On top of President Obama's warning that the U.S. is "not a deadbeat nation," and that Republicans should raise the debt ceiling without delay, Treasury Secretary Timothy Geithner says some 80 million federal payments would be affected.
Geithner in a letter to congressional leaders says Treasury will exhaust the "extraordinary measures" it took to avoid bumping up against the debt ceiling between mid-February and early March. He said he expects soon to pinpoint the date, but that any estimate would be unpredictable due to the tax filing season.
"For this reason, Congress should act as early as possible to extend normal borrowing authority in order to avoid the risk of default and any interruption in payments," he wrote.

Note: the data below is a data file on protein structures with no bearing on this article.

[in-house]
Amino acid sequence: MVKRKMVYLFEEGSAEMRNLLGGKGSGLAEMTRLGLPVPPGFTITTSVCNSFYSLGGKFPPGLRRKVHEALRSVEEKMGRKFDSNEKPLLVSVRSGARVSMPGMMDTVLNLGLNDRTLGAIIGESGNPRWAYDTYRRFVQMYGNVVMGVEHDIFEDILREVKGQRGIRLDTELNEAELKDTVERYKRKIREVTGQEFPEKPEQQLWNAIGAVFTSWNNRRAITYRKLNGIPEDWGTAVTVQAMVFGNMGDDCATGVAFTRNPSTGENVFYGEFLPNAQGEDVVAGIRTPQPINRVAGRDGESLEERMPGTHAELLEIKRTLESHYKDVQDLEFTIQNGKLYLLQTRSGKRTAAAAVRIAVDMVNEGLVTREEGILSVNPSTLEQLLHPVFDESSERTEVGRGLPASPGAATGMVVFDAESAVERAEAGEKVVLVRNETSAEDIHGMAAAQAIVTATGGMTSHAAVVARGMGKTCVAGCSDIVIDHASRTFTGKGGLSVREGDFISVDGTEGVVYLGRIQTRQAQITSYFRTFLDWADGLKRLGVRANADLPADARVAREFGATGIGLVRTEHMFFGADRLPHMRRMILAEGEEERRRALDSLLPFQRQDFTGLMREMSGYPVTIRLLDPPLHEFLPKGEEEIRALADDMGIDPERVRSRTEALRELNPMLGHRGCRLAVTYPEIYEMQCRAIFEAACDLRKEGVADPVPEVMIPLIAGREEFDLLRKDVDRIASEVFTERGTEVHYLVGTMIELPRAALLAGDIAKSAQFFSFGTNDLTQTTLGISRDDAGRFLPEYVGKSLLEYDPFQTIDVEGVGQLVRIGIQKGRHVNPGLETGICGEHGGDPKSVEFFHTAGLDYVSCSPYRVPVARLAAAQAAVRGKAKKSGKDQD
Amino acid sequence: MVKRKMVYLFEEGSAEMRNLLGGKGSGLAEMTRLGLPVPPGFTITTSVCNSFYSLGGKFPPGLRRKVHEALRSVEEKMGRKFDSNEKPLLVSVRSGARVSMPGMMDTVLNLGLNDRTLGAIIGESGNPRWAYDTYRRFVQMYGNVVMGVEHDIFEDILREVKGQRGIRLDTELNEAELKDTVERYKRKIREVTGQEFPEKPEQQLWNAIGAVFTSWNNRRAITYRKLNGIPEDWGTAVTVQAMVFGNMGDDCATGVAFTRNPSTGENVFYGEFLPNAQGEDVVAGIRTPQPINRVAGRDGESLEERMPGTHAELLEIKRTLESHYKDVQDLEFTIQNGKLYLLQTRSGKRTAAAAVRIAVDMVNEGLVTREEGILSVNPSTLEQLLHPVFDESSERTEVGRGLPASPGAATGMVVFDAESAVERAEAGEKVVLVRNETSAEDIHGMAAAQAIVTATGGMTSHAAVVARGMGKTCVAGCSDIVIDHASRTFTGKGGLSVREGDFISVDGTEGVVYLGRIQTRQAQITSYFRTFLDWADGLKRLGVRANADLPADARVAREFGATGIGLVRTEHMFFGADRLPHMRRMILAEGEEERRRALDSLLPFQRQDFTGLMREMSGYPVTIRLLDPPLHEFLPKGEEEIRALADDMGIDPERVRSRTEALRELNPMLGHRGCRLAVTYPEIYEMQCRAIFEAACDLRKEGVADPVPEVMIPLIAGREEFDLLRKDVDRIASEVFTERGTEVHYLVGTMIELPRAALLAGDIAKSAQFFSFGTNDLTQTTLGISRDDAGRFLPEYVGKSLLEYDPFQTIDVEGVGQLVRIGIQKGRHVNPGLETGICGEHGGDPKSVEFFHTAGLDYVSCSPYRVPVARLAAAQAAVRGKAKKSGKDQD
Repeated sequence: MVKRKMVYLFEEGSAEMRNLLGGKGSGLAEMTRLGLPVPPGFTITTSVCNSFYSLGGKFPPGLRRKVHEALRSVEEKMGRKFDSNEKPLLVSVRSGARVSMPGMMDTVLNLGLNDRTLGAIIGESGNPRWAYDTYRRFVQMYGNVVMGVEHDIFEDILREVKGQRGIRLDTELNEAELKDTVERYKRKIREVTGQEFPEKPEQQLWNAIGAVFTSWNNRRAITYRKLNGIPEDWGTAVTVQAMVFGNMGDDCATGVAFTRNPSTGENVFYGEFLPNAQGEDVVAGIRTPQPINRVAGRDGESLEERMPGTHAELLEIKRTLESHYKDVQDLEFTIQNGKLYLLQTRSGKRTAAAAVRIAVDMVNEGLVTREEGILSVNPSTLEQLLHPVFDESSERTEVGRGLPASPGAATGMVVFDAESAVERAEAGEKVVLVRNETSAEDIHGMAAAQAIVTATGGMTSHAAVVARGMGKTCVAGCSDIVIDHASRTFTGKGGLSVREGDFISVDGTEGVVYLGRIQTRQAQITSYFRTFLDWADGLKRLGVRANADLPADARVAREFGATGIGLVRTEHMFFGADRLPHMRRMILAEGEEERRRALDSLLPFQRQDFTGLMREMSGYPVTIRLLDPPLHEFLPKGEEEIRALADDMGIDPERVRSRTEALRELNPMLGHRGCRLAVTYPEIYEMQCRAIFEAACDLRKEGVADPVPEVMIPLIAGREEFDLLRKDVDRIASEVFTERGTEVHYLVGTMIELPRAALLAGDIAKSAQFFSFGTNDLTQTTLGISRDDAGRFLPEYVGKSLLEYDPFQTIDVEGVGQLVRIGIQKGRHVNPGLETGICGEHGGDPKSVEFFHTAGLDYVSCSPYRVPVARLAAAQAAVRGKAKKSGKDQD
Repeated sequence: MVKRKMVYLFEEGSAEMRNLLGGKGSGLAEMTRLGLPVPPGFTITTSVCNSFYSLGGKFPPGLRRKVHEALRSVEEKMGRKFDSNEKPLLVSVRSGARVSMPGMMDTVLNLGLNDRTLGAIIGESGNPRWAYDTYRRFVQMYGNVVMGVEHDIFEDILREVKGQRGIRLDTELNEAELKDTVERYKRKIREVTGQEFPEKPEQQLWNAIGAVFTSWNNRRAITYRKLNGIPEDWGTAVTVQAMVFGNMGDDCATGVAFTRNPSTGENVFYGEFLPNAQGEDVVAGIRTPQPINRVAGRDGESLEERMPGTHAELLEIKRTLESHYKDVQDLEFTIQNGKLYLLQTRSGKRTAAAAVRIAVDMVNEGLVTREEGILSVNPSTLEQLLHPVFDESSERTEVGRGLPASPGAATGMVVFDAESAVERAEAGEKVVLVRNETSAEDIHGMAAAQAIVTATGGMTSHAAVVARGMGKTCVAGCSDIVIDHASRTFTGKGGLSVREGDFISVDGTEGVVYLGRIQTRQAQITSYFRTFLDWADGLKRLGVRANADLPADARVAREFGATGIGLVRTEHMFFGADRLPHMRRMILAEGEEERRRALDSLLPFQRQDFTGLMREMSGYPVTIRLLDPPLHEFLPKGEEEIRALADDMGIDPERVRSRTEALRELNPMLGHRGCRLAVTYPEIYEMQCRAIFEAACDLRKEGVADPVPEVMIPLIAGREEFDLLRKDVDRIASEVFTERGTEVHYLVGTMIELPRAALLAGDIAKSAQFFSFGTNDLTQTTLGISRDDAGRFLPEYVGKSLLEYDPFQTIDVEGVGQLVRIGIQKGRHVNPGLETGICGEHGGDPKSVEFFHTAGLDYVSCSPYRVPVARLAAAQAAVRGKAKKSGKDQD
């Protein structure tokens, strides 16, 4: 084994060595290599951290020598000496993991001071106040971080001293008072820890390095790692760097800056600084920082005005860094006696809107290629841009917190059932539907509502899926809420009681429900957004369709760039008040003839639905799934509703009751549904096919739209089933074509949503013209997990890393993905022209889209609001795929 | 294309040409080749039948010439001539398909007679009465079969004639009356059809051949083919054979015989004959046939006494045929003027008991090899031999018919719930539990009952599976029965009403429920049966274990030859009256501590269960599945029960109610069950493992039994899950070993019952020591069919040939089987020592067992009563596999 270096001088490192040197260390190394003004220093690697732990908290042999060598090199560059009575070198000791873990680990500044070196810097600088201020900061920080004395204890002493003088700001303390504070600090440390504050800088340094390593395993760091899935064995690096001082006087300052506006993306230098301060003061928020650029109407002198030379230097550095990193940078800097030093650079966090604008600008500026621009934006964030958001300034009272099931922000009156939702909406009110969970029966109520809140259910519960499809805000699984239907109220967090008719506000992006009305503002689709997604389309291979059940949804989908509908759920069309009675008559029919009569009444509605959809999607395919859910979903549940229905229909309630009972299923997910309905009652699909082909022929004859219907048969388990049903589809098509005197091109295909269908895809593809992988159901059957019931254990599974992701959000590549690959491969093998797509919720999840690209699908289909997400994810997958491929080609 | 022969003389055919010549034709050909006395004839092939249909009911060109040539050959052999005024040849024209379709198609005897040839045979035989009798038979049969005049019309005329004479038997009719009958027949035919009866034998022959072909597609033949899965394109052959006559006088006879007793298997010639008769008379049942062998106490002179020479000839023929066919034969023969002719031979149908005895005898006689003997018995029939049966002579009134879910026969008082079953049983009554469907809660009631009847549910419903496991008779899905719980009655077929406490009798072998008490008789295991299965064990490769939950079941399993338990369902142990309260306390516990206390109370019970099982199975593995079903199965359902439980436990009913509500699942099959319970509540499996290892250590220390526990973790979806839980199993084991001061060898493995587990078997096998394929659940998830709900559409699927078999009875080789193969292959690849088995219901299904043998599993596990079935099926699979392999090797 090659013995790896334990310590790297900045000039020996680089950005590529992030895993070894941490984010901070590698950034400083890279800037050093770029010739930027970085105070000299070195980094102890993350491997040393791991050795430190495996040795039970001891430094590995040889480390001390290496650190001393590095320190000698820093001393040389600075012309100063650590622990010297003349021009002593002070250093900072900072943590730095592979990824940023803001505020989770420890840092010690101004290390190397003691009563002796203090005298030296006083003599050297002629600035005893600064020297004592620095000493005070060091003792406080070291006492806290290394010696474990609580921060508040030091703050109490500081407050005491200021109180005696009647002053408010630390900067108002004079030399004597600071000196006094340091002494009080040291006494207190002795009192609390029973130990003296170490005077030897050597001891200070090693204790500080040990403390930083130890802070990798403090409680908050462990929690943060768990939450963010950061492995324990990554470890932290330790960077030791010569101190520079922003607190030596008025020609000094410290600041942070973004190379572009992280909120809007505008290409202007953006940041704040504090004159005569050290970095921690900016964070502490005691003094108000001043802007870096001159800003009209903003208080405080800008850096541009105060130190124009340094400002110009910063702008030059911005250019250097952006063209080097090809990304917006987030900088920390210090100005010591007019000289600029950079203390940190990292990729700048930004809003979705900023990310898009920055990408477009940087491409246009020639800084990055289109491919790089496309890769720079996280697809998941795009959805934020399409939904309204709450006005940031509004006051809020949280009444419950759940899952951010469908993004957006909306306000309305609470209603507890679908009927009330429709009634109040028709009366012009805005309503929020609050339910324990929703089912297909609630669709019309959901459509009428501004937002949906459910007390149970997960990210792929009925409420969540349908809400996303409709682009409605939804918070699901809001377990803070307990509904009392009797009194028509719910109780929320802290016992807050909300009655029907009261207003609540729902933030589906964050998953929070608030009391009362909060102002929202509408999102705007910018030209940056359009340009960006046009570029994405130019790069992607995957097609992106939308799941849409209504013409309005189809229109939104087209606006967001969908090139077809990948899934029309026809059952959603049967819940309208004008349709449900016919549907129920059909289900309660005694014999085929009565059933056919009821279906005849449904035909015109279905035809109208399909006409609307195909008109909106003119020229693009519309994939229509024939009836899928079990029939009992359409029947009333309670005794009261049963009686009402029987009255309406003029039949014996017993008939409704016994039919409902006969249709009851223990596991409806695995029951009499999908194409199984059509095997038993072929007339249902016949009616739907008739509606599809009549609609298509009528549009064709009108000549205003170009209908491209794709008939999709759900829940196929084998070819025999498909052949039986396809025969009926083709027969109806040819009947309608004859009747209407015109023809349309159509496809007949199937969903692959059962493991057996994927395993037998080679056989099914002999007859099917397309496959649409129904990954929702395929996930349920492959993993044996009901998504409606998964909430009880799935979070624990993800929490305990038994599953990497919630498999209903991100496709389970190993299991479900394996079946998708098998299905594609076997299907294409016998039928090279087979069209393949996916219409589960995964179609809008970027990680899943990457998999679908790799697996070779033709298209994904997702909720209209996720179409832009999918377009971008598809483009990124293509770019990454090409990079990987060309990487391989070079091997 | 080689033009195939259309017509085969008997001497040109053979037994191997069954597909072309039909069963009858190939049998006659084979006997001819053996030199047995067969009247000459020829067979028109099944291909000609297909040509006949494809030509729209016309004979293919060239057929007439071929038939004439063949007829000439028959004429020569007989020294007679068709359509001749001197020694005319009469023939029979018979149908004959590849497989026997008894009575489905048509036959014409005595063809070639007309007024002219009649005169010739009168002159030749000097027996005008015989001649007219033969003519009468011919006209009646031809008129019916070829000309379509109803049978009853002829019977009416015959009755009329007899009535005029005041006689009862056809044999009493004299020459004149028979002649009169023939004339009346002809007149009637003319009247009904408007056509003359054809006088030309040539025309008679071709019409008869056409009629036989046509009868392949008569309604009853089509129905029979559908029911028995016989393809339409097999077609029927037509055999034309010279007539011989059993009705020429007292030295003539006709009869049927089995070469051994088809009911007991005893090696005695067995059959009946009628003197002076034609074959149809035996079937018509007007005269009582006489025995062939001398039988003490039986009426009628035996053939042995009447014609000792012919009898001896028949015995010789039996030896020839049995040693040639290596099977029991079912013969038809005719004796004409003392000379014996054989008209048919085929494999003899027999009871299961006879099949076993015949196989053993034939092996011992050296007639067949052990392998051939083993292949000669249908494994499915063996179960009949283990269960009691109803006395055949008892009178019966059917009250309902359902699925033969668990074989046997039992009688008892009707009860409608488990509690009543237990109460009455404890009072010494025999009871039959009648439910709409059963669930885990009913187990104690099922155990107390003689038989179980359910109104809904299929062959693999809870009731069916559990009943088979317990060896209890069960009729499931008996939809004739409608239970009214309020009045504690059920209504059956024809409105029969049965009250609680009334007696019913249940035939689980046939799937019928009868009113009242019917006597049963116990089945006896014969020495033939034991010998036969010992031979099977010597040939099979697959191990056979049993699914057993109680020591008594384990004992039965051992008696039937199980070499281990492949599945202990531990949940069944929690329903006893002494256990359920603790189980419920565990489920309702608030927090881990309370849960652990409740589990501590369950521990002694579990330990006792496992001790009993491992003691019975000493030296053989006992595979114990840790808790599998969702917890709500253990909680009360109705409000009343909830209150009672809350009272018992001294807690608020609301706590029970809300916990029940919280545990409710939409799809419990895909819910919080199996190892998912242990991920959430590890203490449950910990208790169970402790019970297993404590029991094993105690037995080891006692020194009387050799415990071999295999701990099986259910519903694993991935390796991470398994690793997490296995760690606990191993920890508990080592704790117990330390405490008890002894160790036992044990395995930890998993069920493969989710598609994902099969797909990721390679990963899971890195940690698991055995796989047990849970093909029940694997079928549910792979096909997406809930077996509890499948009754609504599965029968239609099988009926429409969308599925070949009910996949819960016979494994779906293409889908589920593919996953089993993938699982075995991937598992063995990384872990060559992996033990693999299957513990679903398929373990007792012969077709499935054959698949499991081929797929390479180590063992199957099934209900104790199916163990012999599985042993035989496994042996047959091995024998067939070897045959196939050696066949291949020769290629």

If the debt ceiling isn't lifted, he warns, some 80 million federal payments per month could be affected: That includes payments for Social Security; Supplemental Security Income; Medicare; Medicaid; national security needs, including military salaries, military retirement, veterans’ benefits, and defense contractors; income tax refunds; federal employee salaries and retirement; law enforcement and operation of the justice system; unemployment insurance; disaster relief; goods and services sold to the government under contracts with small and large businesses; and many others.
"If Congress does not act to extend borrowing authority, all of these payments would be at risk," Geithner said. "This would impose severe economic hardship on millions of individuals and businesses across the country."